Commentary: Tourism Matters: A match made in heaven

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Adrian Loveridge has spent 52 years in the tourism industry across 67 countries, as a travel agent, tour director, tour operator and for the last 24 years as a small hotel owner on Barbados. He served as a director of the Barbados Hotel and Tourism Association, and as chairman of the Marketing Committee. He also served as a director of the Barbados Tourism Authority and is a frequent writer on tourism

By Adrian Loveridge

It was fascinating listening and watching online the Appropriation Bill and Estimates 2019 from parliament last Monday, which I understood to be under the auspices of the Standing Finance Committee.

The ground breaking gathering within parliament of several leading private and public sector tourism decision makers will hopefully help our elected representatives acquire a better overall understanding of the industry.

It was clear that many of the members asking questions were doing so in the specific concerns of their constituents, rather than in the national interest, but that should not minimize their contribution, as that is what they have been elected to do.

One of the subjects discussed was the development possibilities of new-build, transformation or re-opening of existing or additional hotel plant.

The minister of tourism brought up the subject of the now derelict Silver Sands Hotel which has remained idle and unused for several years.

The minister, also raised, what I thought was a very good point, that government (any) should not consider investing in a project that would be unprofitable for private sector involvement.

For those of us deeply affected and disadvantaged by the Hotel and Resorts (GEMS) folly, where somewhere around $600 million was squandered, this new policy is music to our ears, if seriously effectuated.

The final insult to the GEMS disaster was witnessing at least two of the taxpayers owned properties being sold off at far below valuation and building costs, again dramatically impacting on the viability of private hotel operators, who had been forced to pay realistic property prices.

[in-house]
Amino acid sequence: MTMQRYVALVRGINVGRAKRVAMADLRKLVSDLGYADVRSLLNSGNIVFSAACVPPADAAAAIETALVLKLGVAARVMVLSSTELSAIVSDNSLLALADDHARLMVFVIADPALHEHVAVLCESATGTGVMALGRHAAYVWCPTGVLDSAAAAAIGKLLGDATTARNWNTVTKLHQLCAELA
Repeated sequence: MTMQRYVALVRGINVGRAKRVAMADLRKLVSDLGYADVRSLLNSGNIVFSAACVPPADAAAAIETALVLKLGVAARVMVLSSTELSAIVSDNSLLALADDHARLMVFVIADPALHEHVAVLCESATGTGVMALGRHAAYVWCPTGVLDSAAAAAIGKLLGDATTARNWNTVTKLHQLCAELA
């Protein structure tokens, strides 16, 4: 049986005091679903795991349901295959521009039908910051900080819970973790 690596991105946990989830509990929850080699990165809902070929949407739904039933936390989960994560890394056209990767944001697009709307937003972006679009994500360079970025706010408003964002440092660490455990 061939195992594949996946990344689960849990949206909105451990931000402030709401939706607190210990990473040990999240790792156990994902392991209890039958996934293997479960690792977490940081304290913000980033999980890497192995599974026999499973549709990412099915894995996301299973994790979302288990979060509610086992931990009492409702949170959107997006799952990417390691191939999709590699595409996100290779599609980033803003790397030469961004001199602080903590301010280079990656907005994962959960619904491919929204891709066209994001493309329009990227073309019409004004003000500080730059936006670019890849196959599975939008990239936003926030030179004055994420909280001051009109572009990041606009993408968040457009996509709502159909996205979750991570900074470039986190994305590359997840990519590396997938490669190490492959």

Also mentioned briefly, was a proposed upcoming tourism investment conference, which later I discovered is to take place on 24th April 2019.

While no further details were publicly available up until the time of submitting this column, I sincerely hope that time will be taken to specifically target potential smart partners who may be tempted to commit to Barbados.

Thomas Cook Airlines currently operate seasonal flights from Gatwick and Manchester offering a lower cost alternative to the United Kingdom from the year-round established carriers like British Airways and Virgin Atlantic.

From their website, it appears they will not operate in November this year, which for one month alone is a loss of 1,600 seats.

It may not be common knowledge that the Thomas Cook Group has announced further new openings of another 20 own-brand hotels between now and the end of 2019, taking its portfolio to over 200 hotels with 40,000 rooms, making it one of the top 40 largest hotel groups in the world.

These are currently mostly in the greater Mediterranean area but they also have a presence in Egypt and Gambia.

While recent doubts have emerged concerning the company’s trading losses and possible disposal of the airline division, the hotel division looks like it’s in for the long term.

Enric Noguer, Thomas Cook’s chief of hotels and resorts, stated ‘Expanding our own-brand hotel portfolio is success to the whole business. Operating and overseeing a group of well managed and high quality hotels that our customers recognize and turn to for better service and reliability they experience is an important part of our strategy as a group’.

So could a Thomas Cook, branded Silver Sands Hotel, present a match made in heaven, while at the same time help retain and seasonally expand the airlines flights to Barbados?

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